“Let’s pick ONE Senator of [sic] voted for NDAA (National Defense Authorization Act)/SOPA and destroy him like we’re going for GoDaddy,” the Reddit thread that sparked the idea says. The Tennessee Republican, currently serving his first term, is up for reelection in 2012.
Users of the social news site are hoping to dig up enough negative information on the senator to turn public opinion against him during the upcoming election. The online activists may also campaign for Corker’s eventual opponent. The movement against Corker has already created a website, Facebook page, and Twitter account to publicize its actions, as well as a wiki covering Corker’ career in the Senate.
Group members are also using Reddit to drum up ideas on how to put their political ideals into action such as looking at Corker’s campaign contributors and links to Corker’s past news coverage. In addition to the more serious discussion threads, users are also offering some juvenile ideas such as playing dirty tricks on the senator’s campaign and coming up with online viral memes to distribute their anti-Corker message. These ideas, however, have largely been ignored by the group.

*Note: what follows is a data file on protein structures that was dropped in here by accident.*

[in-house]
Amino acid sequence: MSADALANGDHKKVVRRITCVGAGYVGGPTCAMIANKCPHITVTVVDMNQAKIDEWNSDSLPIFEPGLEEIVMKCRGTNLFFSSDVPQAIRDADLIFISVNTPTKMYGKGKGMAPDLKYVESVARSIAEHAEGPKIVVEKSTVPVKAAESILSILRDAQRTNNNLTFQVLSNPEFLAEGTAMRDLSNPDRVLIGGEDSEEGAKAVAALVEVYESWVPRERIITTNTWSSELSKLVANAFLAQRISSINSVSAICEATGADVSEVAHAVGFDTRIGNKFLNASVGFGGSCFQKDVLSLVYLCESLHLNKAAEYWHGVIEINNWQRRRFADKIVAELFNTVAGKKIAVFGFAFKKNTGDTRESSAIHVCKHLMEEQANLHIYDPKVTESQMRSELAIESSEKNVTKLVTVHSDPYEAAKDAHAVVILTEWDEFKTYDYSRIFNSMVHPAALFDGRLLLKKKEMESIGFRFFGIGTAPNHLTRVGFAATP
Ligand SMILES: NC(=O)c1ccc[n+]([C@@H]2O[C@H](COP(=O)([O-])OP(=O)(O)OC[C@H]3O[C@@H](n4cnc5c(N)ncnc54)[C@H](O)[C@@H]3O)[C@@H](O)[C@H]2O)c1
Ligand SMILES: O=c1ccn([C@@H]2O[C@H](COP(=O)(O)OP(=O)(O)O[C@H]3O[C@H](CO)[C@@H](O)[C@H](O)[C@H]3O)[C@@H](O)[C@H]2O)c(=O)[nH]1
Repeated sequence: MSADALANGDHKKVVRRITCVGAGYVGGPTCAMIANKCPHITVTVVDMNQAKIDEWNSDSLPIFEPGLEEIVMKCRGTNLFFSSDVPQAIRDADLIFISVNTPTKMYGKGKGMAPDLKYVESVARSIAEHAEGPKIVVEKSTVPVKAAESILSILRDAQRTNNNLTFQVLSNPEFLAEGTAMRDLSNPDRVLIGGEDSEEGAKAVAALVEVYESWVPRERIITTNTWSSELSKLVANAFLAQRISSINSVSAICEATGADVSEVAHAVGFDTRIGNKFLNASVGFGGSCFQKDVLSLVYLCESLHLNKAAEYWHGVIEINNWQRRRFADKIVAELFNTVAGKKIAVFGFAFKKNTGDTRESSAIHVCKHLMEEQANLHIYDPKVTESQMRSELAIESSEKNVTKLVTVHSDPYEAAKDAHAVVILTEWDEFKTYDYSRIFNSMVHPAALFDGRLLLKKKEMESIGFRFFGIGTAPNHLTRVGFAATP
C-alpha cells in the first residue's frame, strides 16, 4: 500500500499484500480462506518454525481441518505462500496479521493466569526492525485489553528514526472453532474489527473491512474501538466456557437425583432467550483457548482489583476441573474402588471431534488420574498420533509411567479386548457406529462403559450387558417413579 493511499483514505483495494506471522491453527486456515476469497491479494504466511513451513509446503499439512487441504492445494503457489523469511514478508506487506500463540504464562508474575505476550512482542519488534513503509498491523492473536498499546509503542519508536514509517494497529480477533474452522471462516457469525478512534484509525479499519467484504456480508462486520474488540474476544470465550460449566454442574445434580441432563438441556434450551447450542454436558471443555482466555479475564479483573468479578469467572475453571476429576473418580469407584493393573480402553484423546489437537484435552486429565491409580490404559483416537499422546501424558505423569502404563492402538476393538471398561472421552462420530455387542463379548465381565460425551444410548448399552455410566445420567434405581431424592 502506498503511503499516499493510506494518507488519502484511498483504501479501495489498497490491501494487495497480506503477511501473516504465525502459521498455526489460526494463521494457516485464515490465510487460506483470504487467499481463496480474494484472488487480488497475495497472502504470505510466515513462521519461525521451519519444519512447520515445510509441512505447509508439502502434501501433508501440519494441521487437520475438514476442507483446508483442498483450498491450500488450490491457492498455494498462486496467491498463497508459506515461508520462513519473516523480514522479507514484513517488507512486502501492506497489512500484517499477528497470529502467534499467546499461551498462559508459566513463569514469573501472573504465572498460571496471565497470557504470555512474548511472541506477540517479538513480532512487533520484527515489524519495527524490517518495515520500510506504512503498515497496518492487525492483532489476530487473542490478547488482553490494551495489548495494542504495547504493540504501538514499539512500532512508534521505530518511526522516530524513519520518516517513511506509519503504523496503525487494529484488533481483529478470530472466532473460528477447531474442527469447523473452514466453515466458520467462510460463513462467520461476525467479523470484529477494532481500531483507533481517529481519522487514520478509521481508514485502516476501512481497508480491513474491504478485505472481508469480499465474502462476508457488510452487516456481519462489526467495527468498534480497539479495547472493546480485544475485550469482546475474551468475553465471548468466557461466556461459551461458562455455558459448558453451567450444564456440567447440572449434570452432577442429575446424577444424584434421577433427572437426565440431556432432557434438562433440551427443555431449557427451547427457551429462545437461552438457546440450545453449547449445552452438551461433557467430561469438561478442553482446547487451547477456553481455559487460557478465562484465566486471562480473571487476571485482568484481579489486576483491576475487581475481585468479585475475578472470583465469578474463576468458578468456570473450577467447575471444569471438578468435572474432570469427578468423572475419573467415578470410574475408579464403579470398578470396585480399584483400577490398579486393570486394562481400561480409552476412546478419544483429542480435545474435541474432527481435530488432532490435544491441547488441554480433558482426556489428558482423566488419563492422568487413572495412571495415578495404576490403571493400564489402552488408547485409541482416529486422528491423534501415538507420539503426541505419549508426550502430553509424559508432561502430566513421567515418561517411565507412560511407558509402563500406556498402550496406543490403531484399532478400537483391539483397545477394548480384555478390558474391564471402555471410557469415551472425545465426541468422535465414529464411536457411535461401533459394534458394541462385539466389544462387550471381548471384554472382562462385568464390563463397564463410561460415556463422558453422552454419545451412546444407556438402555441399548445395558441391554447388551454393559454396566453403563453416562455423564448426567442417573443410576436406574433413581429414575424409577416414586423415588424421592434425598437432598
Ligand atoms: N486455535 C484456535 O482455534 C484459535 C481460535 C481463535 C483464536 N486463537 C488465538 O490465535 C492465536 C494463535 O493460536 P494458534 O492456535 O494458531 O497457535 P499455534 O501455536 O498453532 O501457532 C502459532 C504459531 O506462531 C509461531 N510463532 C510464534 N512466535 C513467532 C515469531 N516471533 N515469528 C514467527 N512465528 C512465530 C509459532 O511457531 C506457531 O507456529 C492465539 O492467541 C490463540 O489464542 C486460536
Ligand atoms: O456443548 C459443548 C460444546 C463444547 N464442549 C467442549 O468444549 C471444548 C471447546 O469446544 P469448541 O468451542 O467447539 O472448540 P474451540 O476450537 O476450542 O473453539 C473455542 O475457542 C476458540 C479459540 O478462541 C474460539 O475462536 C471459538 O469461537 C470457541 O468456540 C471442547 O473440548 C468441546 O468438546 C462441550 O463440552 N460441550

There also seems to be some concern among the group’s members about targeting a Republican, while not going after a Democrat who supported the Protect IP Act. The legislation was, after all, initially sponsored by Senator Patrick Leahy, a Democrat from Vermont.
Can they keep going?
It will be interesting to see what happens with this new online activist campaign. Reddit users may have been successful in helping to promote the idea of dumping Go Daddy as an online registrar among the more tech-savvy. But that action was relatively easy since the barrier to active protest was spending $10 or less to move your domain name away from an online registrar.
But active involvement in a political movement that hopes to unseat a sitting senator requires far more organization and momentum than just a few posts to an online forum. History may also compound the online activist’s problems; Tennessee has not elected a Democrat to the Senate since Al Gore more than 20 years ago, according to USA Today.